Like a bunch of school kids on a field trip, the White House Press Corps hit the heartland yesterday accompanying George Bush on his two-day “Yes America Can” tour. By the breathless tenor of the prose, you’d think the poor Beltway Scribes hadn’t been outta town much recently.
First, the descriptions of the Bush Bus, courtesy of USA Today’s Richard Benedetto and Judy Keen. “His splashy retinue guaranteed attention. He rode in a customized 45-foot bus with a red-and-white swoosh across the blue body, ”Bush-Cheney ‘04” and ”Yes, America Can” on its sides,” the pair wrote. “Behind him were seven more buses, Secret Service vehicles and Michigan State Police cruisers. Freeway ramps and side streets were closed briefly by troopers on motorcycles while the mega-motorcade rolled across the countryside.”
The Washington Post’s Mike Allen offered this detail: “Bush left Air Force One behind after landing in Indiana at lunchtime on Monday. He was driven 225 miles through rural and suburban Michigan in a motor coach, past the Tasty Twist in Cassopolis and Hoppy’s Yard and Garden in Schoolcraft, with flag-waving fans lining the streets of town after town. Inside, the bus was swank, complete with flat-screen televisions, a kitchenette and leather captain’s chairs. His entourage included seven other buses for staff, Secret Service and journalists.”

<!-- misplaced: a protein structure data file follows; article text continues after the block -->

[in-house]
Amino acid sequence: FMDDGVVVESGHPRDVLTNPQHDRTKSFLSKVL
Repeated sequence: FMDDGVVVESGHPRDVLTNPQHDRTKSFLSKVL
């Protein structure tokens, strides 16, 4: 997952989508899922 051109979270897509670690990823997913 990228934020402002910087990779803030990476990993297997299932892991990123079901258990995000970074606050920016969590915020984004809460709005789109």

For all the glitz, however, Allen reminds readers, “the trip amounted to a repackaging of Bush’s campaign at a time when his record spending on advertising failed to give him a clear lead.” This “retail politicking” had Bush dressed in a “workman-like shirt” yesterday in Niles, Michigan, and flipping pancakes this morning in Maumee, Ohio.
And in the category of no-detail-too-small to include, USA Today provides this exchange at a Q&A in the Niles High School gym between the president and a hand-picked audience: “Philip Hegg, who owns an executive recruiting company in St. Joseph, Mich., told Bush that he promised his daughter a trip to Disney World if she `learned to use the potty correctly.’ Thanks to savings from Bush’s tax cuts, Hegg said, the family took the vacation this year. `That’s great,’ Bush said.” (We predict the poor kid will never live this one down - learning to go potty for a tax refund.)
Fortunately, The Cincinnati Enquirer’s Gregory Korte retained his cool under the intense hype and hoopla, delivering a thoughtful advance story on the president’s arrival later today in Cincinnati, a place where foreign policy, not jobs, is the number-one issue on voters’ minds.
Korte offers up ample context, noting that in an October 2002 speech in Cincinnati, Bush declared that Iraq possessed chemical and biological weapons, a claim used as a justification for war and later discredited. A local soldier remains the only confirmed hostage still held by Iraqi guerillas. And, the region also has a high number of reservists on duty in Iraq.
Korte seems to know his audience, and what they care about - which is life-and-death policy, not leather bus seats or flat-screen Tvs.